Skunks & Raccoons


What do Skunks look like?

The skunk is a nocturnal mammal that has jet black hair with prominent, white stripes that run down its back. It has short, stocky legs and large feet equipped with well-developed claws. The body of the striped skunk is about the size of an ordinary house cat weighing about 8 pounds. (Image © Geoffery Kuchera/

What do Skunks eat?

Skunks are omnivorous – eating both plant and animal foods. Grasshoppers, beetles, and crickets are the insects most often eaten. Field and house mice are regular and important items in the skunk diet, particularly in winter.

What about their babies?

Adult skunks breed in late February to late March. Gestation usually lasts 7 to 10 weeks. There is usually only 1 litter per year. Litters commonly consist of 4 to 6 young, but may have from 2 to 16. The kits will stay with the female until fall.

Do Skunks hibernate?

No they don’t hibernate, however skunks are dormant for about a month during the coldest part of winter. They may den together in winter for warmth, but generally are not sociable.

What makes a Skunk a pest?

Skunks dig holes in lawns, golf courses, and gardens to search for insect grubs. Digging normally appears as small holes or patches of upturned dirt. They may burrow under porches or buildings by entering foundation openings. Garbage left outdoors may be raided by skunks.
Skunks discharge musk from the anal gland, are capable of firing several shots, and can spray 10 – 15 feet with amazing accuracy. Prior to spraying they usually give a warning by stomping their feet. Odor is not always a reliable indicator of the presence of skunks. Sometimes dogs, cats, or other animals that have been sprayed by skunks move under houses and make owners mistakenly think skunks are present.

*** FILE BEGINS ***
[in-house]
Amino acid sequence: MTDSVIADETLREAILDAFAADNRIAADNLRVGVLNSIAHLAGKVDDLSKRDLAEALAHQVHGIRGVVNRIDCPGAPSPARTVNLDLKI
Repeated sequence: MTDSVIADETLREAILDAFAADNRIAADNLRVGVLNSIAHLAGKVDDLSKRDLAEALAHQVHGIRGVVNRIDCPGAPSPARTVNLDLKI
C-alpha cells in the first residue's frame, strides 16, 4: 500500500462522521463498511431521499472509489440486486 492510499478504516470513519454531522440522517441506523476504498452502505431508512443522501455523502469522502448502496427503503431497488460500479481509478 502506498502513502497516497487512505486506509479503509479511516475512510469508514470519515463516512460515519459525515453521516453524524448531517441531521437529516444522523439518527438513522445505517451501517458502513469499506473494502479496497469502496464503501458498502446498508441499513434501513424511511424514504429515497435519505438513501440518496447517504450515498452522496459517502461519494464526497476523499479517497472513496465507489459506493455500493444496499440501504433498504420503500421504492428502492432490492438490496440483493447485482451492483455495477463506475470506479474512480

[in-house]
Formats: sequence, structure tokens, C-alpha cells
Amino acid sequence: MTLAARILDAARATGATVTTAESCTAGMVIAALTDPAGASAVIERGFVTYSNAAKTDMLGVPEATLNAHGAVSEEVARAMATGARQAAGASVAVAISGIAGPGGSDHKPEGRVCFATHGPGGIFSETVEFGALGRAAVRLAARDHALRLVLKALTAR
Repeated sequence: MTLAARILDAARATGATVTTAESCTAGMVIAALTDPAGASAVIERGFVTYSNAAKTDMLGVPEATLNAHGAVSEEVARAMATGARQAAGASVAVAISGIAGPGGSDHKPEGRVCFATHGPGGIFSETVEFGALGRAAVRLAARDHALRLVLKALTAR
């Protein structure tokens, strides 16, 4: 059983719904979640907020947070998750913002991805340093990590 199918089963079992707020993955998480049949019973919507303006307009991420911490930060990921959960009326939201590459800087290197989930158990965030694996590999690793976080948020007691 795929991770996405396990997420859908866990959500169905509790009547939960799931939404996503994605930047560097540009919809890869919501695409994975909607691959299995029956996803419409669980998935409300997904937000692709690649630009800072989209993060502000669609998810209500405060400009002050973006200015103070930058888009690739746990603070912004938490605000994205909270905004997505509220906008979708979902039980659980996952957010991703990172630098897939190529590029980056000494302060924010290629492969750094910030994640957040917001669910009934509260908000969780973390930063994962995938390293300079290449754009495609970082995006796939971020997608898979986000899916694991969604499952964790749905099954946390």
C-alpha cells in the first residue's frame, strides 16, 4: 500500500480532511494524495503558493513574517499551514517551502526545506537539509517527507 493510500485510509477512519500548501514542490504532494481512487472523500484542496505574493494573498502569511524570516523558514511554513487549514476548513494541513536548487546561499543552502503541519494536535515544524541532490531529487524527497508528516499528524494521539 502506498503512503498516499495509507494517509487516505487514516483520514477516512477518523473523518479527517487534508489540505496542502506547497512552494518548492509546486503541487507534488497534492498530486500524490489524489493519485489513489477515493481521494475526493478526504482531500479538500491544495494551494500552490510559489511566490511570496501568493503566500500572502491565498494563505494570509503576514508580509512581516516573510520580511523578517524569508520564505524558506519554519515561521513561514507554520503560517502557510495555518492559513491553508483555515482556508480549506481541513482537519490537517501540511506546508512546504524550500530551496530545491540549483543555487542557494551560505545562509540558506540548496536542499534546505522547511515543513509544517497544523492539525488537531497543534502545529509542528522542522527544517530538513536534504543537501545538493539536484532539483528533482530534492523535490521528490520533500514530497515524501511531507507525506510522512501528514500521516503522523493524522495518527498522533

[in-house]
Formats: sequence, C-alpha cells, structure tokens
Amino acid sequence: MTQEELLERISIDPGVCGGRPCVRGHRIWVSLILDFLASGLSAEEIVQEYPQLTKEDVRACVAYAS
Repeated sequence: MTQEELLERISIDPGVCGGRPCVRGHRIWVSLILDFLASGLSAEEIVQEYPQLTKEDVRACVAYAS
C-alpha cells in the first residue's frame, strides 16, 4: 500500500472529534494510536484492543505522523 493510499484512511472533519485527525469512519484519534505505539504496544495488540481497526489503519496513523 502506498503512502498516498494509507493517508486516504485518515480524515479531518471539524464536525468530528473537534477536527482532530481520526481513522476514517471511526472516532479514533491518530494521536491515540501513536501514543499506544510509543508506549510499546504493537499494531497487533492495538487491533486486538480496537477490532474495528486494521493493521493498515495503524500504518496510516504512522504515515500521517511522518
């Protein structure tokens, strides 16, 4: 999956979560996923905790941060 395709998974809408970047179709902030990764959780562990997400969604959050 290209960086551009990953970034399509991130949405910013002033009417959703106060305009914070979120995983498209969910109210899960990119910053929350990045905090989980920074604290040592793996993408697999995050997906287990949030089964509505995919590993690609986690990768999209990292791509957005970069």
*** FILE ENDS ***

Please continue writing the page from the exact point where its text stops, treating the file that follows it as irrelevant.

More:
Skunks that become a regular danger or nuisance need to be carefully live-trapped and removed. This should be left to a professional to avoid being sprayed.
Here is a recipe you can make at home, which is very effective against skunk odors. Apply the mixture directly to the sprayed surface. DO NOT store the mixture in plastic bottles.

  • 1-quart of 3% Hydrogen Peroxide
  • 1/4 cup of Baking Soda
  • 1 teaspoon of Liquid Soap
  • Wash while it is bubbling…rinse off with tap water.


What does a Raccoon look like?

The raccoon is nocturnal stocky mammal about 2 to 3 feet, weighing 10 to 30 pounds. It is distinctively marked, with a prominent black “mask” over the eyes and a heavily furred, ringed tail. The “coon” is a grizzled salt-and-pepper gray and black, although some individuals are strongly washed with yellow. (Photo 30872231 © Brian Kushner/

What do Raccoons eat?

Raccoons are omnivorous, eating both plant and animal foods, such as fruits, nuts, berries, grain, bird eggs, insects, small rodents, etc. Contrary to popular myth, raccoons do not always wash their food before eating, although they frequently play with their food in water.

What about their babies?

Raccoons usually breed in February or March and have a 60 day gestation. A litter can be from 1- 8 pups, with 4 or 5 being the average. Young are born from March to June and open their eyes at about 3 weeks of age. The pups are usually weaned at 8 – 12 weeks. Raccoons nest in tree cavities, chimneys, ground burrows, sewers, attics, garages, etc.

Do Raccoons hibernate?

Raccoons do not truly hibernate in winter, but “hole up” for days, weeks, or even months, depending on the weather. Family groups of raccoons usually remain together for the first year and the young will often den for the winter with the adult female.

What makes a Raccoon a pest?

Raccoons enter homes for shelter in the winter. They often cause damage to vents and shingles when entering attics. They will enter chimneys and rest on the smoke-shelf behind the damper in the fireplace. Typical entries are roof vents, louver vents, soffit vents, construction gaps, rotten fascia boards, and chimneys. Raccoons may even rip through the roof if the wood is soft.
Garden crops are often raided (especially sweet corn), as are garbage cans. Raccoons will roll sod for worms, grubs, and insects.
Raccoons carry ecto-parasites such as fleas, mites, and ticks. They are also host to more serious diseases like raccoon roundworm and rabies. In addition, they can be very aggressive when trapped or threatened. Trapping and removal of raccoons should be left to a professional.

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